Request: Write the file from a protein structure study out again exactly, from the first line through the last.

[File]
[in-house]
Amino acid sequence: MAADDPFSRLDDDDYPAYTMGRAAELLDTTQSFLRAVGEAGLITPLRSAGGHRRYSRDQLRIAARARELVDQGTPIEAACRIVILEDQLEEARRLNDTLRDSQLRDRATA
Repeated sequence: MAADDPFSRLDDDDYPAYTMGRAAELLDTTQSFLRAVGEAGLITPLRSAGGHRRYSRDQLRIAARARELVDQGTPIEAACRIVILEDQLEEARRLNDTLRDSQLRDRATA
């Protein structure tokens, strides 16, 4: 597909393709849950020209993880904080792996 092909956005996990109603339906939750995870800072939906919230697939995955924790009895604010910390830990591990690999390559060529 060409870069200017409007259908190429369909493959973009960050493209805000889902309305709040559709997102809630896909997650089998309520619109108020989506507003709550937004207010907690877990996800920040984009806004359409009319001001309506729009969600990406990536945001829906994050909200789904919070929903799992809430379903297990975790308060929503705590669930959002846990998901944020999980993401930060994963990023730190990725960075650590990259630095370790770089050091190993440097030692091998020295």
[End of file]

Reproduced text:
[in-house]
Amino acid sequence: MAADDPFSRLDDDDYPAYTMGRAAELLDTTQSFLRAVGEAGLITPLRSAGGHRRYSRDQLRIAARARELVDQGTPIEAACRIVILEDQLEEARRLNDTLRDSQLRDRATA
Repeated sequence: MAADDPFSRLDDDDYPAYTMGRAAELLDTTQSFLRAVGEAGLITPLRSAGGHRRYSRDQLRIAARARELVDQGTPIEAACRIVILEDQLEEARRLNDTLRDSQLRDRATA
């Protein structure tokens, strides 16, 4: 597909393709849950020209993880904080792996 092909956005996990109603339906939750995870800072939906919230697939995955924790009895604010910390830990591990690999390559060529 060409870069200017409007259908190429369909493959973009960050493209805000889902309305709040559709997102809630896909997650089998309520619109108020989506507003709550937004207010907690877990996800920040984009806004359409009319001001309506729009969600990406990536945001829906994050909200789904919070929903799992809430379903297990975790308060929503705590669930959002846990998901944020999980993401930060994963990023730190990725960075650590990259630095370790770089050091190993440097030692091998020295």